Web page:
Orest Kiprensky

Orest Kiprensky (1782–1836)
Born: 1782, Nezhnovo (St Petersburg Province)
Died: 1836, Rome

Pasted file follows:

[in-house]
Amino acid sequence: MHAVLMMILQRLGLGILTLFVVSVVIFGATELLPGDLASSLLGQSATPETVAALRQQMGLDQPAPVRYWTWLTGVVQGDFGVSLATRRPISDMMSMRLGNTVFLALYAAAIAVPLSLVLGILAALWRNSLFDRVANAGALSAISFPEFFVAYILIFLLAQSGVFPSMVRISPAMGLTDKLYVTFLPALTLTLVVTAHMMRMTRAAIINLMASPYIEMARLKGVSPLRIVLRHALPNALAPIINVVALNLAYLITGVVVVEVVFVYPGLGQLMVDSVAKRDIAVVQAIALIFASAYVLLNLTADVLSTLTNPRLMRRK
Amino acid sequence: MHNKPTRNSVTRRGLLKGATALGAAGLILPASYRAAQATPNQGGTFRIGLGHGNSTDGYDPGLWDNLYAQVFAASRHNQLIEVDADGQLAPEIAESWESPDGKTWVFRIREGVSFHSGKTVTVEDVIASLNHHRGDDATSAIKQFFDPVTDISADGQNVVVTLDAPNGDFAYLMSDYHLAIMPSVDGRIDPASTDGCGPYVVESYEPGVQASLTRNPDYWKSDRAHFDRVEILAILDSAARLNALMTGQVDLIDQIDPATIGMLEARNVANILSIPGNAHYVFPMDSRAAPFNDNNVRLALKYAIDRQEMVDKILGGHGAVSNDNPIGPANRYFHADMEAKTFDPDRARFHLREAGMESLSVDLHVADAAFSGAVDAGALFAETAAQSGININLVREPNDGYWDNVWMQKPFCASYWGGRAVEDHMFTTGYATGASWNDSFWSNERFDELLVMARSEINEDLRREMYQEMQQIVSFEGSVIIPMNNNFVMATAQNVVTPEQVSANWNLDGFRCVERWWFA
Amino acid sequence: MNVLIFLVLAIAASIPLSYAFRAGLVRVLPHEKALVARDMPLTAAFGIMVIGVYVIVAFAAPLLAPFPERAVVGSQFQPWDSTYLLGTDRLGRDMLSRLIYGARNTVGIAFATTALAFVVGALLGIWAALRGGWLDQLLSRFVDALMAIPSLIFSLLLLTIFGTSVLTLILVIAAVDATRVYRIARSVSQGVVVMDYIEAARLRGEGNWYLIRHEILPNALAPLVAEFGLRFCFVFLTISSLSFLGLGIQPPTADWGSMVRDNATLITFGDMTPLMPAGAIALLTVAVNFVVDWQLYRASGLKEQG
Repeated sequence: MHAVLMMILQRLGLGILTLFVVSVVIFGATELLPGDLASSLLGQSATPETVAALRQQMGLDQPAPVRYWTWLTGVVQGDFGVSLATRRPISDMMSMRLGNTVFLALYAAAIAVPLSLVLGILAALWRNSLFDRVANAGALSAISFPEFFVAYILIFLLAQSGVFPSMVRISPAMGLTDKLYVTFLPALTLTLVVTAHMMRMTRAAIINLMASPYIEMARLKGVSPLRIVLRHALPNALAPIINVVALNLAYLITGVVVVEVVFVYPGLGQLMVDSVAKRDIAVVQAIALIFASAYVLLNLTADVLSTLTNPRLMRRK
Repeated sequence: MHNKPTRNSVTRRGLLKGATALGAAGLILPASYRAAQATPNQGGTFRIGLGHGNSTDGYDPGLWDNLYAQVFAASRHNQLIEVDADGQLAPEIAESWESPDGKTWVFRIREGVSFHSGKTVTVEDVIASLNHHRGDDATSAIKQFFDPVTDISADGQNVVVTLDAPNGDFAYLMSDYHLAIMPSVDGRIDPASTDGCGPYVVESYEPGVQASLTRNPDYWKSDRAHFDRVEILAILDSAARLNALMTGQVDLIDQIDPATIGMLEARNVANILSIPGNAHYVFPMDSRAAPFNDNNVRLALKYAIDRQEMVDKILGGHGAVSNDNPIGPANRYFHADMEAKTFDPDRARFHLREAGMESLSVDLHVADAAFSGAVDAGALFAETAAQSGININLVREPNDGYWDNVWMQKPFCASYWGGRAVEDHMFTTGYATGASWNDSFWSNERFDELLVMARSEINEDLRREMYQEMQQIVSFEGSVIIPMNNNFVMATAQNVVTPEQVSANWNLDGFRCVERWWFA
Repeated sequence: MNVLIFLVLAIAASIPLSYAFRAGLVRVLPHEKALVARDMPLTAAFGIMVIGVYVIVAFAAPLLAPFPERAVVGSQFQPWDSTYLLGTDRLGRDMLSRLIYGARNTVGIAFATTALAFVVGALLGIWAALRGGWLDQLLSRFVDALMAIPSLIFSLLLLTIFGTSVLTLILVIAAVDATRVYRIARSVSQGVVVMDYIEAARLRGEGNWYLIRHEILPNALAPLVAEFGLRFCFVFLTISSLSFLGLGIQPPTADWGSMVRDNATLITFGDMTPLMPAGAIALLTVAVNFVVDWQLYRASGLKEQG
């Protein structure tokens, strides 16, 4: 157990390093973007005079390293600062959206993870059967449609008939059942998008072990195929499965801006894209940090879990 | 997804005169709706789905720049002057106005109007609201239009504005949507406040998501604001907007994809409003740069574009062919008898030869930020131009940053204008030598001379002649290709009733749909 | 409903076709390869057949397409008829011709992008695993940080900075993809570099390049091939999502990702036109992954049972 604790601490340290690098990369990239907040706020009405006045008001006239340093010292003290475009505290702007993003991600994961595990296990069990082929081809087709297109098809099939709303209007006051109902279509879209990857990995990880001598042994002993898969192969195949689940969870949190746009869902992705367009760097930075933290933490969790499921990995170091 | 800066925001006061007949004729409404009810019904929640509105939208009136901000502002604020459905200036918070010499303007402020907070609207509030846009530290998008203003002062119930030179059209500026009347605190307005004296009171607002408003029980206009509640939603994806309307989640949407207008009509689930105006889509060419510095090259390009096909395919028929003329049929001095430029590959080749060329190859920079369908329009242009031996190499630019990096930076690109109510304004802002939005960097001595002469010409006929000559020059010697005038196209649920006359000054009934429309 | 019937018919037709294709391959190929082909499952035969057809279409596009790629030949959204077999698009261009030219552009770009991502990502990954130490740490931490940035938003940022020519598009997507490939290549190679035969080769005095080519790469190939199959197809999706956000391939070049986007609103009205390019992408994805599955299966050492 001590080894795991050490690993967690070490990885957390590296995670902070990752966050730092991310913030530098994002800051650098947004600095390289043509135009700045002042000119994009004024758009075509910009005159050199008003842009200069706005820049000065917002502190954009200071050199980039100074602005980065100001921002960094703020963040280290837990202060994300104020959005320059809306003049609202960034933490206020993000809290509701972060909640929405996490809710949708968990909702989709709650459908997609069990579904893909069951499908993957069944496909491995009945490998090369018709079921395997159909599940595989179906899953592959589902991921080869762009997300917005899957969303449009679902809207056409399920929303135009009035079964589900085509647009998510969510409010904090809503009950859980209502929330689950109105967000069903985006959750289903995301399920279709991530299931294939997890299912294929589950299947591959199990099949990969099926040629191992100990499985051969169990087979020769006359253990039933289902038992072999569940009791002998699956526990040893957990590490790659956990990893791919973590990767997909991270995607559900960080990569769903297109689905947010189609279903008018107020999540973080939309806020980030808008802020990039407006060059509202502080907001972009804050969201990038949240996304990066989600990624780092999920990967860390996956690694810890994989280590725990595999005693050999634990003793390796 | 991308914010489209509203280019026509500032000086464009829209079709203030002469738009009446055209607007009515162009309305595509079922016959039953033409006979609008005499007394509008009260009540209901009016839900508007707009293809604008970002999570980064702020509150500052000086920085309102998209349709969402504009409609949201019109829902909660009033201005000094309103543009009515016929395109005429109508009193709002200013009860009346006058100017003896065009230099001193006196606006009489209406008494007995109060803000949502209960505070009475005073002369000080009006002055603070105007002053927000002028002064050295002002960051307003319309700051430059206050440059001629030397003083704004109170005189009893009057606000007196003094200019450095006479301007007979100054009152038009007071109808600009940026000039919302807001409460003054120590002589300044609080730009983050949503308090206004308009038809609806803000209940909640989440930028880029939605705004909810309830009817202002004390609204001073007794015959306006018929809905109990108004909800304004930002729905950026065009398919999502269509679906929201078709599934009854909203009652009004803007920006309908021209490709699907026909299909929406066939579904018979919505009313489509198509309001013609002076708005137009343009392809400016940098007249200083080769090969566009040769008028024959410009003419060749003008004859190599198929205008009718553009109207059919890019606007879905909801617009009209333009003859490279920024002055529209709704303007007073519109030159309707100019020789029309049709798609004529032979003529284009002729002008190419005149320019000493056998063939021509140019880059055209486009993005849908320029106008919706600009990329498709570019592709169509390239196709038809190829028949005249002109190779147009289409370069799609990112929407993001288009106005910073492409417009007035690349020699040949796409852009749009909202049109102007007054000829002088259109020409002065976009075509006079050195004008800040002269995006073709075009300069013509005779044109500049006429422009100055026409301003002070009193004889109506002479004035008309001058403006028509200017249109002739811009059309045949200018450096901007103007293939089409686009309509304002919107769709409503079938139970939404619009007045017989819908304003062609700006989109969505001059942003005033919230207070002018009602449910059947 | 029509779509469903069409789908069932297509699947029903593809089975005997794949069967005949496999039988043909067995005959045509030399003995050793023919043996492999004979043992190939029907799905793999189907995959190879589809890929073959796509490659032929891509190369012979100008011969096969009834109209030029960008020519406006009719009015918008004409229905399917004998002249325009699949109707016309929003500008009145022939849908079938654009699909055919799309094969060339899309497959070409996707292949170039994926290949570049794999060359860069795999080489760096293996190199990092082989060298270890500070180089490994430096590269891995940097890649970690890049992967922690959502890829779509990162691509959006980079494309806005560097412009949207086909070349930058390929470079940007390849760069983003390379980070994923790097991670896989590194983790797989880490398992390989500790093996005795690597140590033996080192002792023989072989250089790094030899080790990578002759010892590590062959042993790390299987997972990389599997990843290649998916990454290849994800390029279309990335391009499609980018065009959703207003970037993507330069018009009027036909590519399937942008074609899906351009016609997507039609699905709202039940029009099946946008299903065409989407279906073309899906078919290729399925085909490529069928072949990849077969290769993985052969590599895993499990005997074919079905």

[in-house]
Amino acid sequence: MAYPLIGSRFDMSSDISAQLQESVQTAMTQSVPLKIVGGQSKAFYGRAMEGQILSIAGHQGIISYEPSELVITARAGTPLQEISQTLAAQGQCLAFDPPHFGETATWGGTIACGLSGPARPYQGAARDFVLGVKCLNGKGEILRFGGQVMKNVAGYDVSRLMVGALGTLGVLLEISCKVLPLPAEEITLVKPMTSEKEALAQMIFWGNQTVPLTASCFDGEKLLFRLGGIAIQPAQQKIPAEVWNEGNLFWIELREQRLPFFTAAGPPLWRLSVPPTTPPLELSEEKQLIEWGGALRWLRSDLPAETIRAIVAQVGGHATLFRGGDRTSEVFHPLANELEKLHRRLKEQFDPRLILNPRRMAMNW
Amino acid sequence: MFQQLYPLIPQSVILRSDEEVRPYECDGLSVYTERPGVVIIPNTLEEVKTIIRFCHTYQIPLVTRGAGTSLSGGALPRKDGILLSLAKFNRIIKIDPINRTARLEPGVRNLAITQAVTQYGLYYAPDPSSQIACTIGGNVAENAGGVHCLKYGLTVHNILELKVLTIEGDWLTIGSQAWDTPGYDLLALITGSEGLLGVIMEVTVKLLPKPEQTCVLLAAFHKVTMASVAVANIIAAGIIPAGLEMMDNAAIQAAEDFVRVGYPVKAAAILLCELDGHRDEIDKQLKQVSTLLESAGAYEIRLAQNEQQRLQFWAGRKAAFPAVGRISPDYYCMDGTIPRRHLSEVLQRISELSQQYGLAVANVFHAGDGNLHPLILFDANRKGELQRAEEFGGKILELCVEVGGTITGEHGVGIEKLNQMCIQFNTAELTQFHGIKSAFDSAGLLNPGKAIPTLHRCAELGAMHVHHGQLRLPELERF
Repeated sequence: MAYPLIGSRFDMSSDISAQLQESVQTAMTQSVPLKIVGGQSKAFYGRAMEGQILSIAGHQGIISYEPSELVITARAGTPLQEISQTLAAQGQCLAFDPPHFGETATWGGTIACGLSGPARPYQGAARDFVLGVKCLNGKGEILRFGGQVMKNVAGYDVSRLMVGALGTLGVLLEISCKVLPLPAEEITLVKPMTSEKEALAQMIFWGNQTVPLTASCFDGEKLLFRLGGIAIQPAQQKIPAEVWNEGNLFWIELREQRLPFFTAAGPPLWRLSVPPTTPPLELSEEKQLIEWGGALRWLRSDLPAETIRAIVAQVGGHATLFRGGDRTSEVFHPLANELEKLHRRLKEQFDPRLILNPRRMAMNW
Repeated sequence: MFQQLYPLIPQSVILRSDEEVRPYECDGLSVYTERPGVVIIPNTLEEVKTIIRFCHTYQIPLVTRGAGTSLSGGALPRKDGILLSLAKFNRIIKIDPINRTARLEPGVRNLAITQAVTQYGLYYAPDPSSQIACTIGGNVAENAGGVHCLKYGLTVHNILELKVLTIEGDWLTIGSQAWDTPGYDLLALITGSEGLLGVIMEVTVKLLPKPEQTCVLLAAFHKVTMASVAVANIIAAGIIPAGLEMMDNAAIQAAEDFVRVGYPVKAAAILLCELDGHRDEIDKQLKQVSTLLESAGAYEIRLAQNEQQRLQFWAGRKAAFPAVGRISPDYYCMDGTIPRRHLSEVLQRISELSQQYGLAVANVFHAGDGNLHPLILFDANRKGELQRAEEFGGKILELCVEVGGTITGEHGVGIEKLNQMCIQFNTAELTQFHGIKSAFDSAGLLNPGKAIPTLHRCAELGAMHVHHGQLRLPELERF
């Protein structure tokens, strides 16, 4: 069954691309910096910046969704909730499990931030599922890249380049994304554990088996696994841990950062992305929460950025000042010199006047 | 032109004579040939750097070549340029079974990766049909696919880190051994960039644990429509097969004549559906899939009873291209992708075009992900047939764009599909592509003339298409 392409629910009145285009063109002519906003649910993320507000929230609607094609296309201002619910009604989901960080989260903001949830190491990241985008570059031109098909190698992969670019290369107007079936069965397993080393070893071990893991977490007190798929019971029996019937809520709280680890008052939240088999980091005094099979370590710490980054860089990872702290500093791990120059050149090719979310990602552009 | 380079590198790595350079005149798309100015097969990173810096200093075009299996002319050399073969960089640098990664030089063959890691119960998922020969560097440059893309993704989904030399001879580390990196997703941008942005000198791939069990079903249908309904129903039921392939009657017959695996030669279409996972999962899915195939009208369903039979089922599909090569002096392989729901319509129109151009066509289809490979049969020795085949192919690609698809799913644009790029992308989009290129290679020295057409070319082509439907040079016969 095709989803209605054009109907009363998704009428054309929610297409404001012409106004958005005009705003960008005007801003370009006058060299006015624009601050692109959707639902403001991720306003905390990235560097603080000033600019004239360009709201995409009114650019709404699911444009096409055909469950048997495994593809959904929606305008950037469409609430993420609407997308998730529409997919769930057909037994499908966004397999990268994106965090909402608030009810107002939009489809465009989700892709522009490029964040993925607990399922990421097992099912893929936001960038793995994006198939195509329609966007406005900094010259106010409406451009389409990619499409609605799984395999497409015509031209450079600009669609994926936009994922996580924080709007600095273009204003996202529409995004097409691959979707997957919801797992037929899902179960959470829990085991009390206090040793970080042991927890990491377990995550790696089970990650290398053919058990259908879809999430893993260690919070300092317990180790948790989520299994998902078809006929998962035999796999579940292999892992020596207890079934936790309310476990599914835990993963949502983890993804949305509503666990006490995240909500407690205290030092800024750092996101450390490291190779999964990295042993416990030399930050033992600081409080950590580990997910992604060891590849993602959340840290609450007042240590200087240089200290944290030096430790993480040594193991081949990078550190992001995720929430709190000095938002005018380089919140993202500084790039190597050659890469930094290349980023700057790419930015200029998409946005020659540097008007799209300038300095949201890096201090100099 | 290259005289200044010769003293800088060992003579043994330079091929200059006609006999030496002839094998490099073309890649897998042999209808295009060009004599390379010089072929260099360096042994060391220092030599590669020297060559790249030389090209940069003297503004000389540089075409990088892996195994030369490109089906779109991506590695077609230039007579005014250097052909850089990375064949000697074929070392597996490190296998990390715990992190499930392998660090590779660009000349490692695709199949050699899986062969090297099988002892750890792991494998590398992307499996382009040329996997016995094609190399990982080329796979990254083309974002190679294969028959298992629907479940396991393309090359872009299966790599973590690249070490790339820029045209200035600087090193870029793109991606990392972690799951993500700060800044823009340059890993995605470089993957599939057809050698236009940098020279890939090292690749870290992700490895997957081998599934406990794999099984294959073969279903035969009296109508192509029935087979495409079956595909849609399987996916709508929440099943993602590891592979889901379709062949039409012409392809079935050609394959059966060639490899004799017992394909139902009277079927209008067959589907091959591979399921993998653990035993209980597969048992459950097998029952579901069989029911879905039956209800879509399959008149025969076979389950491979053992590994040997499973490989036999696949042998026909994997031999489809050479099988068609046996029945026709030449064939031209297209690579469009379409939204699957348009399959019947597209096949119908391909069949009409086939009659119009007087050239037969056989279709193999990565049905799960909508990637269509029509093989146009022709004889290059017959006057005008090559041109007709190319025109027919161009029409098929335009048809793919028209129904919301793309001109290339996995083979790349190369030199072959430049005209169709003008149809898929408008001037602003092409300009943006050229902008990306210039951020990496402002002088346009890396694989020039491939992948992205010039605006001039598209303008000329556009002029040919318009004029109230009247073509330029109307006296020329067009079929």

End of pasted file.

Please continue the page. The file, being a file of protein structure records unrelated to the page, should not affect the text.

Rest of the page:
Painter, draughtsman. Born on the Nezhinskaya estate in the village of Nezhnovo halfway between St Petersburg and Narva (1782). Illegitimate son of landowner Alexei Dyakonov and a serf woman called Anna Gavrilova. Given the first name of Orest (after the Greek mythological hero Orestes) and the surname of Kypreisky (after the Greek goddess of love Cypris, later changed to Kiprensky). Fostered by his father’s manservant Adam Schwalbe (1782–88). Emancipated from serfdom and sent to the foundling hospital at the Imperial Academy of Arts (1788), where he studied history painting under Grigory Ugryumov and Gabriele-François Doyen (1797–1803). Awarded a minor silver medal (1800), major silver medal (1801), two minor gold medals (1803), first-class certificate and fellowship at the Imperial Academy of Arts (1803) and a major gold medal (1805). Worked as a fellow of the Imperial Academy of Arts (1803–09) and as a portraitist in Moscow (1809–11), Tver (1811) and St Petersburg (1812–16). Academician of portrait painting (1812), board member of the Imperial Academy of Arts (1815). Travelled through Germany and Switzerland to Italy (1816), where he lived at the personal expense of Empress Elizabeth Alexeyevna (1816–22). Invited to paint a self-portrait for the Galleria degli Uffizi in Florence (1820). Forced to leave Italy after the death of a model in his studio and gossip surrounding his relationship with her ten-year-old daughter, Anna Maria Falcucci, whom he adopted as his ward and employed as a model in Rome (1819), before leaving in a convent (1822). Lived in Paris (1822–23) and Marienbad (1823), where he drew two portraits of Johann Wolfgang von Goethe (1823). Returned to Russia (1823), where he was plagued by rumours that he had murdered his model and committed adultery with a minor (1823–28). Returned to Italy after receiving a letter from Samuel Friedrich Halberg, who had lost track of Mariucci (1828). Lived in Rome, Naples, Florence and Milan (1828–36). Second-class professor of history and portrait painting with automatic membership of the nobility (1831), board member of the Accademia di Belle Arti in Naples (1831). Found Anna Maria Falcucci, who had been transferred to another convent. After finally saving up enough money, converted to Roman Catholicism and married her (1836). Died three months later of pneumonia in Rome and buried at the Basilica di Sant'Andrea delle Fratte (1836). Contributed to the exhibitions of the Imperial Academy of Arts (from 1804) and the Paris Salon (1822).

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